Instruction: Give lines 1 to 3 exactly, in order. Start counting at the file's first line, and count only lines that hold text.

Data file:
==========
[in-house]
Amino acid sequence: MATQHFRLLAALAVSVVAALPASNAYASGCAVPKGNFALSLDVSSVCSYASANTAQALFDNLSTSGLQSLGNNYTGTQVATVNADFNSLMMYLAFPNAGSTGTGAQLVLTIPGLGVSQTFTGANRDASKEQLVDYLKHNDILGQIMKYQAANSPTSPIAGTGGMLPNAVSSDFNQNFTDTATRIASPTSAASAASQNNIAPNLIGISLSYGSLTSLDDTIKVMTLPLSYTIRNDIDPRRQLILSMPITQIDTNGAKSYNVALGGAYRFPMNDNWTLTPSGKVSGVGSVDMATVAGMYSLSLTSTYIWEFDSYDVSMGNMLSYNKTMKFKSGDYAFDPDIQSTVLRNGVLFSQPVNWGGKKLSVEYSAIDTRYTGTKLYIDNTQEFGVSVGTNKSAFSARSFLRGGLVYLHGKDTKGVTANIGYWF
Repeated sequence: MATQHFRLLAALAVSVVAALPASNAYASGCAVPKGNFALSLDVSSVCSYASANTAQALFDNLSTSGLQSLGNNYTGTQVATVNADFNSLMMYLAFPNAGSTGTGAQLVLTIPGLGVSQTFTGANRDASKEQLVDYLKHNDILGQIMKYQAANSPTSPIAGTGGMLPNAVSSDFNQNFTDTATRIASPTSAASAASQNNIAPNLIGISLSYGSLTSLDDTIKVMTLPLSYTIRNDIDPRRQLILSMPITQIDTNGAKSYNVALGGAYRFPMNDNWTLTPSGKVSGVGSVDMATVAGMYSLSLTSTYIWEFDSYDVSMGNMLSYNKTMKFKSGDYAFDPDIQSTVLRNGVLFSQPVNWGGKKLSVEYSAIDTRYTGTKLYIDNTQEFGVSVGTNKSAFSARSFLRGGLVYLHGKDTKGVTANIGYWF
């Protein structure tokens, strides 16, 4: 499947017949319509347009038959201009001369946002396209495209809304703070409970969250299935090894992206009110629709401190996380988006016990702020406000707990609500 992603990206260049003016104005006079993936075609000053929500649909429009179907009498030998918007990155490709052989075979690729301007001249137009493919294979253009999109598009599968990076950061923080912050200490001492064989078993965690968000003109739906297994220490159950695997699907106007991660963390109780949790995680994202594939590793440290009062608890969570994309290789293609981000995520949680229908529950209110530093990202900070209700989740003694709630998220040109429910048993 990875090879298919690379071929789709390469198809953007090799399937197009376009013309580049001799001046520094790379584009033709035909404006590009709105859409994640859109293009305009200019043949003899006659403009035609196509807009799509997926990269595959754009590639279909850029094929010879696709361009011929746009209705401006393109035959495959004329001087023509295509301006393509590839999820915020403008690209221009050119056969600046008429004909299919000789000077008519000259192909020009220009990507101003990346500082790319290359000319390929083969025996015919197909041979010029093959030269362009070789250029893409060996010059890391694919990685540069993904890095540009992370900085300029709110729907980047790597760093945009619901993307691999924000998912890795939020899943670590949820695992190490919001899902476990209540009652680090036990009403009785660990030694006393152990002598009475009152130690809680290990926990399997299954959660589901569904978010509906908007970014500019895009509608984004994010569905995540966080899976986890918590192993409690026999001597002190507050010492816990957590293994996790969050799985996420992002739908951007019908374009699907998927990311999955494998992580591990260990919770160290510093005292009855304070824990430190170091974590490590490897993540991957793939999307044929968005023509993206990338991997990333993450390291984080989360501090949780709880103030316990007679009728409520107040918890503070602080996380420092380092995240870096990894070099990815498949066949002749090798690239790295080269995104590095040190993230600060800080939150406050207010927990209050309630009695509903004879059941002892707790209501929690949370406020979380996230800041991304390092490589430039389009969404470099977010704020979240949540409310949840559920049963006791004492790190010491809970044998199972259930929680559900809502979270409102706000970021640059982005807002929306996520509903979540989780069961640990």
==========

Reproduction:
[in-house]
Amino acid sequence: MATQHFRLLAALAVSVVAALPASNAYASGCAVPKGNFALSLDVSSVCSYASANTAQALFDNLSTSGLQSLGNNYTGTQVATVNADFNSLMMYLAFPNAGSTGTGAQLVLTIPGLGVSQTFTGANRDASKEQLVDYLKHNDILGQIMKYQAANSPTSPIAGTGGMLPNAVSSDFNQNFTDTATRIASPTSAASAASQNNIAPNLIGISLSYGSLTSLDDTIKVMTLPLSYTIRNDIDPRRQLILSMPITQIDTNGAKSYNVALGGAYRFPMNDNWTLTPSGKVSGVGSVDMATVAGMYSLSLTSTYIWEFDSYDVSMGNMLSYNKTMKFKSGDYAFDPDIQSTVLRNGVLFSQPVNWGGKKLSVEYSAIDTRYTGTKLYIDNTQEFGVSVGTNKSAFSARSFLRGGLVYLHGKDTKGVTANIGYWF
Repeated sequence: MATQHFRLLAALAVSVVAALPASNAYASGCAVPKGNFALSLDVSSVCSYASANTAQALFDNLSTSGLQSLGNNYTGTQVATVNADFNSLMMYLAFPNAGSTGTGAQLVLTIPGLGVSQTFTGANRDASKEQLVDYLKHNDILGQIMKYQAANSPTSPIAGTGGMLPNAVSSDFNQNFTDTATRIASPTSAASAASQNNIAPNLIGISLSYGSLTSLDDTIKVMTLPLSYTIRNDIDPRRQLILSMPITQIDTNGAKSYNVALGGAYRFPMNDNWTLTPSGKVSGVGSVDMATVAGMYSLSLTSTYIWEFDSYDVSMGNMLSYNKTMKFKSGDYAFDPDIQSTVLRNGVLFSQPVNWGGKKLSVEYSAIDTRYTGTKLYIDNTQEFGVSVGTNKSAFSARSFLRGGLVYLHGKDTKGVTANIGYWF